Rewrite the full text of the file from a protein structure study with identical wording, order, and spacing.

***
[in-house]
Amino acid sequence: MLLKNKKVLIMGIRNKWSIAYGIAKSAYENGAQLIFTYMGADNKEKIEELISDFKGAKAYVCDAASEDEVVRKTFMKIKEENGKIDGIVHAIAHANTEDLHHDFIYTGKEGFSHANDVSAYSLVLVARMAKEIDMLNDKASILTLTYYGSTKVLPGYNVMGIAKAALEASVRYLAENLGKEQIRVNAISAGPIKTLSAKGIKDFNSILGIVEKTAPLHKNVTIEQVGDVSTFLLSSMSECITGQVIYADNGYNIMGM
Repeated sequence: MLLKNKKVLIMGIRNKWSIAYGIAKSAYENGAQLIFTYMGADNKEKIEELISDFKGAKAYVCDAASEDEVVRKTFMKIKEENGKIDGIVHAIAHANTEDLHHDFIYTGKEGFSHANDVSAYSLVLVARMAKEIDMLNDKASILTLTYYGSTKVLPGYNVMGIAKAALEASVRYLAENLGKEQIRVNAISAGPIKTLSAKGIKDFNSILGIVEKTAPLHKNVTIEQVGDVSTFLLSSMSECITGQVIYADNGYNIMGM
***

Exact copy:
[in-house]
Amino acid sequence: MLLKNKKVLIMGIRNKWSIAYGIAKSAYENGAQLIFTYMGADNKEKIEELISDFKGAKAYVCDAASEDEVVRKTFMKIKEENGKIDGIVHAIAHANTEDLHHDFIYTGKEGFSHANDVSAYSLVLVARMAKEIDMLNDKASILTLTYYGSTKVLPGYNVMGIAKAALEASVRYLAENLGKEQIRVNAISAGPIKTLSAKGIKDFNSILGIVEKTAPLHKNVTIEQVGDVSTFLLSSMSECITGQVIYADNGYNIMGM
Repeated sequence: MLLKNKKVLIMGIRNKWSIAYGIAKSAYENGAQLIFTYMGADNKEKIEELISDFKGAKAYVCDAASEDEVVRKTFMKIKEENGKIDGIVHAIAHANTEDLHHDFIYTGKEGFSHANDVSAYSLVLVARMAKEIDMLNDKASILTLTYYGSTKVLPGYNVMGIAKAALEASVRYLAENLGKEQIRVNAISAGPIKTLSAKGIKDFNSILGIVEKTAPLHKNVTIEQVGDVSTFLLSSMSECITGQVIYADNGYNIMGM